Academic journal article Capital & Class

Capitalist Care: Will the Coalition Government's 'Reforms' Move the NHS Further toward a US-Style Healthcare Market?

Academic journal article Capital & Class

Capitalist Care: Will the Coalition Government's 'Reforms' Move the NHS Further toward a US-Style Healthcare Market?

Article excerpt

Introduction

For almost three decades, the NHS has moved away from what Hart (2006: 1-9) described as a 'gift economy', in which care was free on delivery and no market dictated priorities, along a route he described as the 'relentless subordination of the NHS to industrialisation on business lines'. Yet even stern critics of this process, such as Pollock (2005), Hart (2006) and Lister (2008), admit that the NHS has not yet approached the market-centred, profit-driven, model that dominates the US healthcare industry. Despite its internal market, provider-purchaser division, increasing fragmentation and 'payment by results', the NHS remains to date a state-funded public service rather than a capitalist industry. Medical services remain free on delivery for everyone, and competition from the private providers remains more or less marginal. Healthcare provided by the NHS is not yet a true capitalist commodity, despite the commodity chain structure behind it.

The Coalition government's White Paper, Equity and Excellence: Liberating the NHS (Department of Health 2010), however, promises to take the NHS, at least in England, substantially closer to a true market system in which hospital foundation trusts become free standing, competing 'social enterprises', GP's are organised in consortia which are free to 'buy in support from ... private and voluntary sector bodies', and 'there will be no bailouts for organisations which overspend public budgets' (Department of Health, 2010:11, 29, 36). State funding will continue, but the growing emphasis on purchasing private care and seeking private customers raises the question of whether capitalist market-relations will, in fact, erode the state 'single-payer' nature of funding that prevents UK healthcare provision from becoming a capitalist commodity.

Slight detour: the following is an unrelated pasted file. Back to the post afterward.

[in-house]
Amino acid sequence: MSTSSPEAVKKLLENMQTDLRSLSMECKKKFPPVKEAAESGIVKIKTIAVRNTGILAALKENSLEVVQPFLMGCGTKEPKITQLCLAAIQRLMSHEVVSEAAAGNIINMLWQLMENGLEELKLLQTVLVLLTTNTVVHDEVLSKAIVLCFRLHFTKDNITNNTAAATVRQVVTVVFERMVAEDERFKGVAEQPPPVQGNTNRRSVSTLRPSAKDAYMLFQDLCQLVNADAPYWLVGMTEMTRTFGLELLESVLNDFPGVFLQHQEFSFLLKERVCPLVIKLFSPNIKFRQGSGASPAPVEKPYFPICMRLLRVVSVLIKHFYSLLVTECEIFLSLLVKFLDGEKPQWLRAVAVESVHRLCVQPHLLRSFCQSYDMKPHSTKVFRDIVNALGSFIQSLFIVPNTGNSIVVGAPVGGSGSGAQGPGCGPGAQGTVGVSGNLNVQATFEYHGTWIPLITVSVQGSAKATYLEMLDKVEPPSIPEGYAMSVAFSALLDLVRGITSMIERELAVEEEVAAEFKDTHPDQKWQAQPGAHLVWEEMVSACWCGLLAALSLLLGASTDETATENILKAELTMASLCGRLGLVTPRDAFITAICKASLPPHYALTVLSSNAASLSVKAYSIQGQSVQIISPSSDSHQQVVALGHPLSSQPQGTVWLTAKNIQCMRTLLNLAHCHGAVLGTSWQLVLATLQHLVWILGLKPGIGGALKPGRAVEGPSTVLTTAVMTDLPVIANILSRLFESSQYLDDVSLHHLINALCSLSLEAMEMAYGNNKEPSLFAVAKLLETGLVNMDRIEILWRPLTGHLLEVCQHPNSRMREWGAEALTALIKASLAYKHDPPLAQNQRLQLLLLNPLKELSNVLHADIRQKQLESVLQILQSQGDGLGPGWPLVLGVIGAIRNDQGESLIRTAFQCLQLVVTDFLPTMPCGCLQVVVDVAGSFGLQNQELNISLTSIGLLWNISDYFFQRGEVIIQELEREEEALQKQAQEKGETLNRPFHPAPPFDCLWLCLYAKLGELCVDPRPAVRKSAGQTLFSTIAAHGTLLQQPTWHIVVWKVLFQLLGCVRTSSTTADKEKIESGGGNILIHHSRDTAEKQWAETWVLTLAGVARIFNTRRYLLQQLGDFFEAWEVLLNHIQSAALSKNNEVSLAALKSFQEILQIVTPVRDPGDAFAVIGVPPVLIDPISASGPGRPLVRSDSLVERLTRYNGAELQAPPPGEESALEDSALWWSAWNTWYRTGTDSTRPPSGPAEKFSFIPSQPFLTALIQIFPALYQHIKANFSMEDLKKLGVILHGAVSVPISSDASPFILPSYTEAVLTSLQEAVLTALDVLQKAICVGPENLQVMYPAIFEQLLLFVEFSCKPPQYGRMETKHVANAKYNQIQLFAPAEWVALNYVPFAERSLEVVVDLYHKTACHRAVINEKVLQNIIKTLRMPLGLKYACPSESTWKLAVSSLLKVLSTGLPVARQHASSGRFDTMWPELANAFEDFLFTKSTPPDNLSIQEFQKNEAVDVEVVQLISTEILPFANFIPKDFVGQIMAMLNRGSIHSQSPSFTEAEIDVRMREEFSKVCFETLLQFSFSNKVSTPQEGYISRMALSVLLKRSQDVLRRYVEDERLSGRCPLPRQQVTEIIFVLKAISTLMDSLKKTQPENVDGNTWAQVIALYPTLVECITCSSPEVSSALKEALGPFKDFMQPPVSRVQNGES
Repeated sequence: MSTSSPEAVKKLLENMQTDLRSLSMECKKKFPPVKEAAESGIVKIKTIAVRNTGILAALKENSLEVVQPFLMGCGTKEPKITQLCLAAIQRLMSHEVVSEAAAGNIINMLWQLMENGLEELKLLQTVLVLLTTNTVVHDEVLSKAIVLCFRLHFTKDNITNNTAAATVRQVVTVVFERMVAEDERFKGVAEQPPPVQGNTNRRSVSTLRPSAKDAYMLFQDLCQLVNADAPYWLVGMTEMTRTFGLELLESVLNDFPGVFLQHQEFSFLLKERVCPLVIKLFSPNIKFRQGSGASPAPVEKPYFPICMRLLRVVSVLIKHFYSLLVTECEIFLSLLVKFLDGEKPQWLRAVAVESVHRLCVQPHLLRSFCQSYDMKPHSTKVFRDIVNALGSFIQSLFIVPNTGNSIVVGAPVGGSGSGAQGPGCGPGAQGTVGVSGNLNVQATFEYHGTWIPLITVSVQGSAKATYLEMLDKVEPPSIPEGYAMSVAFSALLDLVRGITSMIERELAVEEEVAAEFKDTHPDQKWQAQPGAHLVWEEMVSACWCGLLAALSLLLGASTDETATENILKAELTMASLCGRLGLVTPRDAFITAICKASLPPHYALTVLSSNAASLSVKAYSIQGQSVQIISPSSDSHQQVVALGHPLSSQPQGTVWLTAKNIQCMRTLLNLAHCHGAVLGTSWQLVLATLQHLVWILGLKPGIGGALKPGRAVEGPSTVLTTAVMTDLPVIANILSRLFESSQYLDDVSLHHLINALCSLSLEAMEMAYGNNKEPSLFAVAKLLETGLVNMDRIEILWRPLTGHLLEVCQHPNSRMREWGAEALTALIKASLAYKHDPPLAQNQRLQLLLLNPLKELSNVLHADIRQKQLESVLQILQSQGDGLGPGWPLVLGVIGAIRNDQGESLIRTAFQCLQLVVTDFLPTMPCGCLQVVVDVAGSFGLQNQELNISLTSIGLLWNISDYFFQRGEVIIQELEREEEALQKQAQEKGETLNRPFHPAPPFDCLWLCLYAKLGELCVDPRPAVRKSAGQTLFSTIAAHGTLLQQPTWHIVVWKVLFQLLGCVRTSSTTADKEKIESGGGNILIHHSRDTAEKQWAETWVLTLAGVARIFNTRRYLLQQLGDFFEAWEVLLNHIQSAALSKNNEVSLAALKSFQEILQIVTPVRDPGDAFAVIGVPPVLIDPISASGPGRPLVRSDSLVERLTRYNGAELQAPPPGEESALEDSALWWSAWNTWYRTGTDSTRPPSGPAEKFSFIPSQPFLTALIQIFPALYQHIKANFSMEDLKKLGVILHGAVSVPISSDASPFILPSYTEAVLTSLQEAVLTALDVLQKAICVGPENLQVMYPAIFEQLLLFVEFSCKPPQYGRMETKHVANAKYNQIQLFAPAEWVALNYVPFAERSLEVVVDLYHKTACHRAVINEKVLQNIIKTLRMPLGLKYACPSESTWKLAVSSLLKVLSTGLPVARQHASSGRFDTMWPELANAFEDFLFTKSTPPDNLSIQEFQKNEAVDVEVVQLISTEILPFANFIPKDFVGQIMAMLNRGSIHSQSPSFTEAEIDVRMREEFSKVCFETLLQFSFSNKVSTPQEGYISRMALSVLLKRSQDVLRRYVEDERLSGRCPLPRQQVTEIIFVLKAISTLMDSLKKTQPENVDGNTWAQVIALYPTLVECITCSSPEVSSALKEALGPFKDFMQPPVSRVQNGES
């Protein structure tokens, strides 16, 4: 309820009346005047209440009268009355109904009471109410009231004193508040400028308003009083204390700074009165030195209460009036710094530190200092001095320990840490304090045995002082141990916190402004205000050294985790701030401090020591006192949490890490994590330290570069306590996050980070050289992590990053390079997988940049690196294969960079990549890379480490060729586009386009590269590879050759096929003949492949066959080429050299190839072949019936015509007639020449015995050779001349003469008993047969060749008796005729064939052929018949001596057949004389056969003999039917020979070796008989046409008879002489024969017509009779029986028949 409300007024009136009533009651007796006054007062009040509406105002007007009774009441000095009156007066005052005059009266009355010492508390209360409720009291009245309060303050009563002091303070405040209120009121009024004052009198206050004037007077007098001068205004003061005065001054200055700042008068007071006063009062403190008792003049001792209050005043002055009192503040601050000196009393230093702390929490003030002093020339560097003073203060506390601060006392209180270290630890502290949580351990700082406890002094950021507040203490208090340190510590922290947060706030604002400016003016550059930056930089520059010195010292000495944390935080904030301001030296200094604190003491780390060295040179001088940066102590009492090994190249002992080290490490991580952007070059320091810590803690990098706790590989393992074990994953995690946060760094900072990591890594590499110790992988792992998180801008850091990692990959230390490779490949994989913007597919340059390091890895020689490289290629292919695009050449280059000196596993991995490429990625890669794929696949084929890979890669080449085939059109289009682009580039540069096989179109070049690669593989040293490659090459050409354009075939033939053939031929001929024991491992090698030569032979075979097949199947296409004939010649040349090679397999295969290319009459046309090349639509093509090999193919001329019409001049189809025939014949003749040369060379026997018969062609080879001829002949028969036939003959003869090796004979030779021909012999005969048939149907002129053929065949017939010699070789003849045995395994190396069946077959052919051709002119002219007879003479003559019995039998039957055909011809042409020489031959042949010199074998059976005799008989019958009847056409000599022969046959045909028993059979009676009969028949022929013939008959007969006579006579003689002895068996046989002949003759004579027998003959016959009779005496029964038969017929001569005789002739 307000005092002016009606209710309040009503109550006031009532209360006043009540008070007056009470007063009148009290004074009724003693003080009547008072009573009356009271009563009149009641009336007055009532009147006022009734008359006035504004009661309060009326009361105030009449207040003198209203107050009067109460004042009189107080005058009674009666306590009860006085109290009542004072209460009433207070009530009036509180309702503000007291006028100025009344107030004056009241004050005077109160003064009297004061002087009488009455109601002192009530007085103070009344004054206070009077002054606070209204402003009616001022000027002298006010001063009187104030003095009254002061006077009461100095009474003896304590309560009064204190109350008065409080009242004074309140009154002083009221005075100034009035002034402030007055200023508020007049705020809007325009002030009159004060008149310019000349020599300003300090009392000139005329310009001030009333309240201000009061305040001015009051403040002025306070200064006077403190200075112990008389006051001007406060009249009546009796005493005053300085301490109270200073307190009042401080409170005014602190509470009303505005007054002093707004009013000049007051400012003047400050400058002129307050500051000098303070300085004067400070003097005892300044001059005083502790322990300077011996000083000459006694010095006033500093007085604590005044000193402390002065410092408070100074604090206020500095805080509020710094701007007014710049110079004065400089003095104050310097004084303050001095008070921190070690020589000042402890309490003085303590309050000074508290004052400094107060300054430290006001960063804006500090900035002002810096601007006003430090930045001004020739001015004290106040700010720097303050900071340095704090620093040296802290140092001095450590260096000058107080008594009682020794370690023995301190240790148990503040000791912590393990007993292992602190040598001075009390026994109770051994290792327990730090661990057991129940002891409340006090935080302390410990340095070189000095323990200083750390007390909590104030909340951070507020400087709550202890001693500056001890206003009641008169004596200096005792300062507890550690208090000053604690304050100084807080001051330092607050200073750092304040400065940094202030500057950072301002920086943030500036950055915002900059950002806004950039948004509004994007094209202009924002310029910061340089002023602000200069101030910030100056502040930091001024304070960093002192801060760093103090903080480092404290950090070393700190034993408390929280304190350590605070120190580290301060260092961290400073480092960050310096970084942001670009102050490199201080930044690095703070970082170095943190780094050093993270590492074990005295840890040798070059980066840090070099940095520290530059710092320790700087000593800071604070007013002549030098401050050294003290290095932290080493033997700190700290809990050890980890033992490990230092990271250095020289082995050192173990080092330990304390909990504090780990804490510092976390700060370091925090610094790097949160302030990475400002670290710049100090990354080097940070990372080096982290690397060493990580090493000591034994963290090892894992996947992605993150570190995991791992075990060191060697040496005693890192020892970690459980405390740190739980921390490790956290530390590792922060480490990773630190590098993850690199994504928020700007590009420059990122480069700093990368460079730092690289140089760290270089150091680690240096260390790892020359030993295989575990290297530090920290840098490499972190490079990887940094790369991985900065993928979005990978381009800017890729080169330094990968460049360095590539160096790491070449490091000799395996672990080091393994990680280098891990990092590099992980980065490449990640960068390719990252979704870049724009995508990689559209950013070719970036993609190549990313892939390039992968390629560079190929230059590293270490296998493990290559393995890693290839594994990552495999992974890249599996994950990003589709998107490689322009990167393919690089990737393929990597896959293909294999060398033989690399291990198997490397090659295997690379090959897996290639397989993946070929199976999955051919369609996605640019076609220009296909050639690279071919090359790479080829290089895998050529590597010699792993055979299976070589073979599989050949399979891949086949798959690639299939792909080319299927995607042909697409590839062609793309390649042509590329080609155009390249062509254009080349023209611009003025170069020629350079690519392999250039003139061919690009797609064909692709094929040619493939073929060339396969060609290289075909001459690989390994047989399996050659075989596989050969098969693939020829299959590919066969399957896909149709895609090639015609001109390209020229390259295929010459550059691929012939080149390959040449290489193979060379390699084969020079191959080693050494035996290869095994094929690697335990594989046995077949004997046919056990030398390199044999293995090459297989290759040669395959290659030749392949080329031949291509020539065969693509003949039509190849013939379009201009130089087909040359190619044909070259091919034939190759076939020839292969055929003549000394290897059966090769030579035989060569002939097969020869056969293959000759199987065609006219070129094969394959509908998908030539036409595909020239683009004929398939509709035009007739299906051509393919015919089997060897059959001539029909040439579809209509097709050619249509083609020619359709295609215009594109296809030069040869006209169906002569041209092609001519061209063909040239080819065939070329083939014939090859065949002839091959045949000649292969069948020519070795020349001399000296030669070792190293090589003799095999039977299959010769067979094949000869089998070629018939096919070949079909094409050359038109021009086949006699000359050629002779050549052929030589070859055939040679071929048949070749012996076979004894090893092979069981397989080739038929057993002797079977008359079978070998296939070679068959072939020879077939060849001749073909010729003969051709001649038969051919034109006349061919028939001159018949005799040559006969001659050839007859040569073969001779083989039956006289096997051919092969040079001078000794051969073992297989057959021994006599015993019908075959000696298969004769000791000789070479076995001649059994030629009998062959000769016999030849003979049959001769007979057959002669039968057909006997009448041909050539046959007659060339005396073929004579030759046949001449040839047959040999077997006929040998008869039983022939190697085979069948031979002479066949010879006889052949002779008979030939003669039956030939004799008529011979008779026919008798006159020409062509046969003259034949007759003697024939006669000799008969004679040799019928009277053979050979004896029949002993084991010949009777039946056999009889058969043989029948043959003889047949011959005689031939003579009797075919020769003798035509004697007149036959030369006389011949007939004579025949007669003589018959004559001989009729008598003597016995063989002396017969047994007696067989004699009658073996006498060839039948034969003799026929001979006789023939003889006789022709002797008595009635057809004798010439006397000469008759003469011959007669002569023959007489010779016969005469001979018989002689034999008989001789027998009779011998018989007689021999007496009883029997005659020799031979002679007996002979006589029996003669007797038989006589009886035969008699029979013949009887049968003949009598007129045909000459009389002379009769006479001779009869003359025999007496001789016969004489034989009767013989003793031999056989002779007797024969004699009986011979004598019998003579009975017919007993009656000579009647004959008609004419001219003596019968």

In order to answer this question, this article will look at what makes healthcare a true commodity; examine in some detail the US healthcare industry, with emphasis on its hospital sector, before and after the Obama reforms; look at how far the NHS has moved toward privatisation and market relations to date; and examine the Coalition government's 'reforms' in more detail to determine the extent to which the potential exists for healthcare services to become true commodities in the UK. The research is based on numerous academic, research institute and government studies, analyses and statistics.

Healthcare as commodity

Healthcare is not inherently a commodity, any more than are scores of other goods and services that capitalism has subsumed. But as Braverman (1974:188) has argued, 'the capitalist mode of production takes over the totality of individual, family, and social needs and, in subordinating them to the market, also reshapes them to serve the needs of capital.' Hart (2006: 235) argues, 'Marketable commodities can include health care, education, sport and every other cultural and creative activity.' Marx agreed when, in Theories of Surplus Value, he criticised Adam Smith for confusing the 'corporeal reality' of a commodity with the 'materialisation of labour' in the commodity 'as a definite quantity of social labour' (1963: 171-172). What is fundamental in Marx's analysis of commodity production is that the commodity conceals its social essence: the relation of capital and labour. The ordinary consumer, like the neoclassical economist, sees only the use value and exchange value. The universal content of socially necessary labour time is invisible. But it is precisely this that produces a value beyond that required to reproduce the labour power expended that makes the commodity a capitalist commodity. Providing, of course, that it can be successfully exchanged for money in a market. How does healthcare become such a commodity--or rather, how do the many forms of labour that produce various medical services become commodities?

Obviously, it is more than the simple exchange of money or in kind services for medical services, which has gone on for centuries. …

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